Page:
Making cardboard firewood, I set them on the window box to dry.
Drying on the window box.

To make more, I'll need much more cardboard and newspaper than we will receive naturally.  Don't ask me where I will get the rest of my supply.  It's legal, but you might not care to think about it.  Maybe, after a rainy day, I can get pre-wetted cardboard, ready to roll...

Edit:  The logs, unfortunately, didn't get a chance to show their true potential here in Dublin.  I wasn't able to get them fully dry in our damp environment and north-facing window.  I did burn them when partially dry, and the outside layers behaved exactly as planned.  They burned slowly but not smokily and kicked out enough heat and flame to justify the effort of making them.  When the fire reached the not-yet-dry centers, it predictably smoldered out.

I am confident that given enough sun and dry summer air they would have dried to the center and worked great for the winter.  Sadly, I won't be making them again as long as we are in this small Dublin apartment.

15 comments:

  1. "cheap (read: free)" Haha, priceless. Haha, get it! I can't wait to see the follow-up burning of the stogie boards.

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    1. I will post an update if I can actually get them to burn. Still a few weeks before they will be dry enough to light.

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    2. I will post an update if I can actually get them to burn. Still a few weeks before they will be dry enough to light.

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  2. Wow, they look great! Are they tied together with anything, or did they stay nice and tight when they dried?
    -Matt

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    1. They did stay together, but I ended up tying them with some scrap pieces of yarn from Sara's knitting, just in case they want to unravel in the months before winter.

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  3. I saw a guy on "Extreme Cheapskates" that went to the local laundry mat to get free lint for fire starter material!

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  4. did they end up burning alright?

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    1. Well- yes and no. In the wet climate here I was having a tough time getting them dry. Our apartment doesn't have a window with direct sunlight and the air inside the place is always humid. We didn't like keeping them inside for worry of bugs and things, so I burned them when they were only partially dry. The outside burned great with them, not as fast as loose cardboard, but not as slowly as real wood. Once the first few layers burned away, the still-damp insides smoldered pretty slowly.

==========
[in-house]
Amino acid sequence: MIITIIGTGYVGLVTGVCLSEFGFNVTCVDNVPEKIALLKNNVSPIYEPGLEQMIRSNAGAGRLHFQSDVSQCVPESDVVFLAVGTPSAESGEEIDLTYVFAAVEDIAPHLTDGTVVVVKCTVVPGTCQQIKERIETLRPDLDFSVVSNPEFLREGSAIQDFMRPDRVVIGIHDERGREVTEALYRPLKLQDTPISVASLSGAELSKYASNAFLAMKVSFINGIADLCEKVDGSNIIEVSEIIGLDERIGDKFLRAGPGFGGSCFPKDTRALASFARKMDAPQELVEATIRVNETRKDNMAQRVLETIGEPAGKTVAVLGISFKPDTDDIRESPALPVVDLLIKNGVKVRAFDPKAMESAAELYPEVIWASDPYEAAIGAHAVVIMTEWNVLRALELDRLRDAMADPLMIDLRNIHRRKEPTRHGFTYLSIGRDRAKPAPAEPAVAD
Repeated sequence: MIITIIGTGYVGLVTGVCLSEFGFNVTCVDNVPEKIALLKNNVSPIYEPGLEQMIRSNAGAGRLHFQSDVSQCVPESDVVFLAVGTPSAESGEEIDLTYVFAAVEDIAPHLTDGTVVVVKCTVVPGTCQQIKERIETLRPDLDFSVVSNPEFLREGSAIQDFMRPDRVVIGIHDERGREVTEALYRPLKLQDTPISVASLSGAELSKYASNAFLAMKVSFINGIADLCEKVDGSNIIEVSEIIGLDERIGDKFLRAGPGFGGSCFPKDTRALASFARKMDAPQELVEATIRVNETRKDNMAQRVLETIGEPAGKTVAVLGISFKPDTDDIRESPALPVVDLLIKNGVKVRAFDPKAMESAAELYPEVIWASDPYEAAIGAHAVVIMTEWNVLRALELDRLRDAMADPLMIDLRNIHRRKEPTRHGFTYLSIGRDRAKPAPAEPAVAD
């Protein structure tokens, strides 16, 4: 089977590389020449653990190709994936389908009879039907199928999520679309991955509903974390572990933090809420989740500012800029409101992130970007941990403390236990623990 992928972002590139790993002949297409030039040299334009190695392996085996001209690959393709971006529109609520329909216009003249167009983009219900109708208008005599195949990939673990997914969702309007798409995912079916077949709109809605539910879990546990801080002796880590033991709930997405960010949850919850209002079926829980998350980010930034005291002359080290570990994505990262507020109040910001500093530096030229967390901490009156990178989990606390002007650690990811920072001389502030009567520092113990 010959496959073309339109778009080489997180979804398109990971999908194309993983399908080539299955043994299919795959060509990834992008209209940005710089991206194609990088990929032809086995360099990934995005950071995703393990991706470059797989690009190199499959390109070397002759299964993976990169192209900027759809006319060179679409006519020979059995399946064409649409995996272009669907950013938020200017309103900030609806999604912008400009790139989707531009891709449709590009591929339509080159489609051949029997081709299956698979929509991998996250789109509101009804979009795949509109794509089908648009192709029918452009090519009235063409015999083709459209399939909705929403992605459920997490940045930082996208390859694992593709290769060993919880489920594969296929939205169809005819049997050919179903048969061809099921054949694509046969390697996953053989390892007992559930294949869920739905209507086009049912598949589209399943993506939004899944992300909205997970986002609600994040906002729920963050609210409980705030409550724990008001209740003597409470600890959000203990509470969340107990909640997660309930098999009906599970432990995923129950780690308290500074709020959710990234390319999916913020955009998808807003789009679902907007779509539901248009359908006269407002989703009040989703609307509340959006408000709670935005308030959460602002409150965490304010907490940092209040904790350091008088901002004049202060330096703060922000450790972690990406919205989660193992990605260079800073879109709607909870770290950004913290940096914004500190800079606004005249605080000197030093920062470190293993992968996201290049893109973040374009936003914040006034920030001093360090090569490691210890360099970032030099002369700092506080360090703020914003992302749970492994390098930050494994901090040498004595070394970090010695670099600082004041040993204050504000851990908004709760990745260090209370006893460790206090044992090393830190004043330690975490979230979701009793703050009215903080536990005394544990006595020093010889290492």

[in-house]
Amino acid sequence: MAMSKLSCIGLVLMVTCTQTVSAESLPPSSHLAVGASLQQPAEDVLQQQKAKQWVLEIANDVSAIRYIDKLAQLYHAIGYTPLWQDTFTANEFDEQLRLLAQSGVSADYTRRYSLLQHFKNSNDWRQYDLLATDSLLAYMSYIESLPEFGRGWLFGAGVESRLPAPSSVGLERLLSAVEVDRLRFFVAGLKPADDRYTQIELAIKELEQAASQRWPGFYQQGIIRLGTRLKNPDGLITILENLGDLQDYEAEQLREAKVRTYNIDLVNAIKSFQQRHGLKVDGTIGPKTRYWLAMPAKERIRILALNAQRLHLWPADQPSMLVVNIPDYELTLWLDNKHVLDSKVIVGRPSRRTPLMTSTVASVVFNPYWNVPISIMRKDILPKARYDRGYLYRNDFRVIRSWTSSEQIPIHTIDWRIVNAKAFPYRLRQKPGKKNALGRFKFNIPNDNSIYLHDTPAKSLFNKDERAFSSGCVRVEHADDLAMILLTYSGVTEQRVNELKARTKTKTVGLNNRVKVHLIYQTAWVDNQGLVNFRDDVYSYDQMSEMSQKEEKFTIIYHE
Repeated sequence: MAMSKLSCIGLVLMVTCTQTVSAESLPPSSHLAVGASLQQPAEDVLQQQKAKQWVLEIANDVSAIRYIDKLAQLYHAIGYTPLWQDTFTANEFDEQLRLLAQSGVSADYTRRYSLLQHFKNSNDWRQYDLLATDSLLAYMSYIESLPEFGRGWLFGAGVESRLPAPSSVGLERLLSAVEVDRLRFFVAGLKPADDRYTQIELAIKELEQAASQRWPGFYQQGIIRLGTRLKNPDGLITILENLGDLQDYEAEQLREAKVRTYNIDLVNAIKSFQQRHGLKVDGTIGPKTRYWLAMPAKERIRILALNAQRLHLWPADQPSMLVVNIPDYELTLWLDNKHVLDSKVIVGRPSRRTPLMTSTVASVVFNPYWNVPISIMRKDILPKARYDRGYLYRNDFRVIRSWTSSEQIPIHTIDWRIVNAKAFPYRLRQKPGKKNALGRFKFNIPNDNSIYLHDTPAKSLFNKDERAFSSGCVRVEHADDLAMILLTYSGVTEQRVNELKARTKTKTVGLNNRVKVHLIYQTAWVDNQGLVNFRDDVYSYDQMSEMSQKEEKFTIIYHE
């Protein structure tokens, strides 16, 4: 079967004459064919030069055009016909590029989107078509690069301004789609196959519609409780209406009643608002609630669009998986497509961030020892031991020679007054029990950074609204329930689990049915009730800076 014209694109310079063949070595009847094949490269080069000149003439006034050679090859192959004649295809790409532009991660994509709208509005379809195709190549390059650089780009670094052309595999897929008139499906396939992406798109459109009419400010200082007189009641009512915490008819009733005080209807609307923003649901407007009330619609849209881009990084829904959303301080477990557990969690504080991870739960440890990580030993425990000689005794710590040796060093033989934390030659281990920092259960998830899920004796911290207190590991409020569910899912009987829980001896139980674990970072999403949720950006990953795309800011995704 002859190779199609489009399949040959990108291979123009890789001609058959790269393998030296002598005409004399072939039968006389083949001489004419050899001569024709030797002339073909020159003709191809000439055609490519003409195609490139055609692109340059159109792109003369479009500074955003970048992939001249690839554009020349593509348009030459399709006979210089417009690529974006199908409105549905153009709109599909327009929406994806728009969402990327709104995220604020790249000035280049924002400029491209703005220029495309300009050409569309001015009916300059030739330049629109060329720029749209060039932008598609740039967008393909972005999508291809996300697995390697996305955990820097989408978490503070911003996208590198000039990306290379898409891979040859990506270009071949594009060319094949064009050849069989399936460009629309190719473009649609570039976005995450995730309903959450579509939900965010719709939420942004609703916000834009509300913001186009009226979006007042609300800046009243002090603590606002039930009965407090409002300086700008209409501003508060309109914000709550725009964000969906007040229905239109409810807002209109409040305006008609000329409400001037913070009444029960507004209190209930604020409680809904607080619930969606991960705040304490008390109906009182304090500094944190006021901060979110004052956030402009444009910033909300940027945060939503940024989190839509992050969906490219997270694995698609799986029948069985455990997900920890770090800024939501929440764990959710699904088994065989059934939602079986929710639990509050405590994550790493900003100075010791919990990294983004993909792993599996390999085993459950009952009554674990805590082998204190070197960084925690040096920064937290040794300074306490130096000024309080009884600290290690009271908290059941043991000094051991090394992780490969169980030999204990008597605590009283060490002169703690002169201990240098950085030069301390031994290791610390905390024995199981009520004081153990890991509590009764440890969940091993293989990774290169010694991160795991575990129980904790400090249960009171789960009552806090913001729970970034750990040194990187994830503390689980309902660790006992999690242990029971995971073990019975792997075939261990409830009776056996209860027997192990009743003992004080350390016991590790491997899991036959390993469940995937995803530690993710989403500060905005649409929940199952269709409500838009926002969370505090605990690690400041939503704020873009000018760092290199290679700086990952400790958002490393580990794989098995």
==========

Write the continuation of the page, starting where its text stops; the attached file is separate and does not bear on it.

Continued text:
I think I'll wait to try this again someday when we live in a drier climate.

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    2. do have try to roll cardboard dry? with special tool a have respectable result

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  5. Try using a blow dryer to dry the logs. Be careful, of course. I'm excited to try making these logs, for the first time . I live in a cold, humid area. Great article!!

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    Replies
    1. I would be a bit hesitant to try the blow dryer just because of the high energy use. I'm sure it would help dry out the logs, but electricity is quite expensive here, so the power use might end up costing more than any money saved making these logs.

      If power is cheap where you live, give it a try and let me know how it works!

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  6. We do this as we get loads of cardboard over the year, when they are fully dry (we have long hot summers here in Bulgaria) they burn really well and hot.

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    Replies
    1. Great! Glad it works for you in Bulgaria. I'm going to try it again if we ever live in a drier climate.

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  7. Replies
    1. Too bad it didn't work very well. It was a fun project.